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Toronto Raptors

One Possession: Why three switches in seven seconds shows how Nick Nurse and the Toronto Raptors have built another championship defence

Welcome to "One Possession!" Throughout the 2019-20 NBA season, our NBA.com Staff will break down certain possessions from certain games and peel back the curtains to reveal its bigger meaning.

Today, the Toronto Raptors' defence takes the spotlight.

Context: On January 22 of this season, the Raptors secured their fifth straight win by limiting the Philadelphia 76ers to 95 points on 38.1 percent shooting from the field. The 76ers jumped out to a quick start with a 35-point first quarter, but the Raptors put the clamps on them the rest of the way to come up with the victory.

The possession: Following a made basket from Pascal Siakam that extended Toronto's lead to six points with just over three minutes to play in the fourth quarter, the Raptors got a much-needed stop on Al Horford. Here's the possession:

Breakdown: The five Raptors on the court are Siakam, Kyle Lowry, Fred VanVleet, Norman Powell and Serge Ibaka. They fall back into a man-to-man defence following Siakam's basket, with Siakam guarding Ben Simmons, Lowry guarding Matisse Thybulle, VanVleet guarding Furkan Korkmaz, Powell guarding Tobias Harris and Ibaka guarding Horford.

Shortly after Simmons crosses halfcourt, Harris moves towards him as though he is going to set a screen, but Simmons kicks a pass to Horford on the opposite wing before Harris can make contact with Siakam.

Before Simmons makes the pass, Ibaka motions to VanVleet to switch onto Horford.

Although VanVleet doesn't have the size to guard Horford, it allows Ibaka to stay on the baseline, where he is better positioned to provide help in case someone on the 76ers gets into the paint.

Rather than looking to shoot over VanVleet, Horford passes the ball to Korkmaz in the corner.

Korkmaz takes one dribble towards the basket, but Ibaka is able to keep him in front of him. Instead of forcing the issue, Korkmaz retreats to the corner while Horford wisely makes his way to the block to establish himself in the post with VanVleet guarding him.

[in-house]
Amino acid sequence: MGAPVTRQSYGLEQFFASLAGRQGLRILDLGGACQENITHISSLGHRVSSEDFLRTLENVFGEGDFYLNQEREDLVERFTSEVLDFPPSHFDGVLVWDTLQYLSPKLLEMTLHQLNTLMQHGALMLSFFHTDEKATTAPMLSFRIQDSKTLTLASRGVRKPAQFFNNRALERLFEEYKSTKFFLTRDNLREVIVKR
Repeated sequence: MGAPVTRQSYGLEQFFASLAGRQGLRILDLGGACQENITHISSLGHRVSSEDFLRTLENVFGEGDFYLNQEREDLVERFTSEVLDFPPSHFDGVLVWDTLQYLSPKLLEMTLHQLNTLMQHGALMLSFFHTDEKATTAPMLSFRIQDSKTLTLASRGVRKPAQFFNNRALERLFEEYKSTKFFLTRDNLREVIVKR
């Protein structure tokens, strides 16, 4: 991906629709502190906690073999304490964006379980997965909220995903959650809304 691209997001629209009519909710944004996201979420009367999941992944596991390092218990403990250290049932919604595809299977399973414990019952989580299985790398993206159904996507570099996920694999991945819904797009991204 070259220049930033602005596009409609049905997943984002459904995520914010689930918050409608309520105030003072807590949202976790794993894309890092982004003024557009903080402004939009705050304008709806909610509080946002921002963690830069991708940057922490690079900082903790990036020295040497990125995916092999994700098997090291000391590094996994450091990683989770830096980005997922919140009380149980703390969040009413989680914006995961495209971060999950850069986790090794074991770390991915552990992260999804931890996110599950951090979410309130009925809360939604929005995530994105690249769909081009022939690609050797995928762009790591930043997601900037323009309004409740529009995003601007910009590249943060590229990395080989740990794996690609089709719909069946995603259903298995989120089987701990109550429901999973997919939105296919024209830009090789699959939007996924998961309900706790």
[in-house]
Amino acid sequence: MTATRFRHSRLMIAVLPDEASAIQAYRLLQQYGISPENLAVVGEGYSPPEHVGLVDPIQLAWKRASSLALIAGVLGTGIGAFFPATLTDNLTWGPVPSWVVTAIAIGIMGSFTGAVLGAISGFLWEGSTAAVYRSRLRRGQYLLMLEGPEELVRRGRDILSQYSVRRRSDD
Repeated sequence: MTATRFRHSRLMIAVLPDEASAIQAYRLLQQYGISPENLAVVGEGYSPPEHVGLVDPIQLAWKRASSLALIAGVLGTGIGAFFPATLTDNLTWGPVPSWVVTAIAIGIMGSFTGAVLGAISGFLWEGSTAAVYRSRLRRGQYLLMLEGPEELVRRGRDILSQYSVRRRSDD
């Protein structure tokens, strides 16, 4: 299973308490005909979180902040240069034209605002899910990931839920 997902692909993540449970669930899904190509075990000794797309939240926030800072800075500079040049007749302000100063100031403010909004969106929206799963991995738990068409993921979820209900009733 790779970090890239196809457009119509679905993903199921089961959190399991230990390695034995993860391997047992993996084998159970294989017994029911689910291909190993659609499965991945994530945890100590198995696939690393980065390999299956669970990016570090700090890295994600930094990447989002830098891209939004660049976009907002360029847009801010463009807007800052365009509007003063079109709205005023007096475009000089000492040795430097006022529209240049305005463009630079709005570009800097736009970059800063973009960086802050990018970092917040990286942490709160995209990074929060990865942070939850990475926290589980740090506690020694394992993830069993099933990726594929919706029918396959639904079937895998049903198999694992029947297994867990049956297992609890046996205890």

Horford only ranks in the 42nd percentile with 0.90 points per post-up possession this season, but he has the tools to punish someone like VanVleet with his back to the basket, whether it's by bulldozing his way into the paint or drawing a double team and finding the open man.

In other words, it's a pretty clear mismatch.

However, before Horford can get there, Siakam and VanVleet execute a well-timed switch to give the Raptors a more favourable matchup.

There's only eight seconds remaining on the shot clock when Horford receives the ball. He faces up to the basket and looks for a pass, but with the Raptors in perfect help position, he's left with having to create a shot for himself against Siakam with time ticking away.

Why it matters: This possession gives some insight into how the Raptors have been able to build the second-best defence in the league despite losing two elite perimeter defenders in the offseason in Kawhi Leonard and Danny Green.

It begins with Siakam picking up Simmons in semi-transition, where the one-time All-Star is at his best. Because Siakam has the size and speed to match up with him, Simmons isn't able to score a quick basket, forcing the 76ers into their halfcourt offence, where he's far less of a scoring threat.

From there, the 76ers look to punish the Raptors for having VanVleet on Horford, only to have Toronto blow it up by switching Siakam onto Horford.

MORE: Nine thoughts from Toronto's win over Philadelphia

It speaks to Siakam's versatility as a defender that he can transition from guarding Simmons to Horford without it being a clear mismatch. Simmons is obviously not a traditional point guard even though he functions as Philadelphia's point guard on offence, but the list of players who can guard as many positions as Siakam isn't very long. It includes the likes of Kawhi Leonard and Giannis Antetokounmpo, plus LeBron James when he's locked in.

The timing of that switch is important. Had VanVleet and Siakam done it a split-second sooner, Horford may have been able to sneak his way to the basket on the cut. Had they done it a split-second later, Horford may have gotten deeper post position, setting him up for a much better shot than he ended up getting.

What goes on on the other end of the court is also important because the Raptors execute another switch when Horford catches the ball, this time moving Lowry onto Simmons and VanVleet onto Thybulle. While Lowry isn't much bigger than VanVleet, he's one of the stronger players at his position, giving him a better shot of keeping Simmons out of the paint.

That's three switches in seven seconds, each done for a different purpose - the first to keep Ibaka as close to the basket as possible, the second to keep Horford out of the paint, the third to keep the 6-foot-10 and 240-pound Simmons off the offensive glass.

It might look simple when broken down, but there aren't many teams whose rotations are as smart and crisp as Toronto's. Raptors head coach Nick Nurse deserves a lot of credit for that, not only for installing the system that he has, but for getting the most out of every player, from Lowry and Siakam at the top of the depth chart to Rondae Hollis-Jefferson and Chris Boucher further down.

Whether or not it can fuel another deep playoff run remains to be seen, but it gives the Raptors a fighting chance against any team in the league because no task ever seems too great for them on that side of the court.

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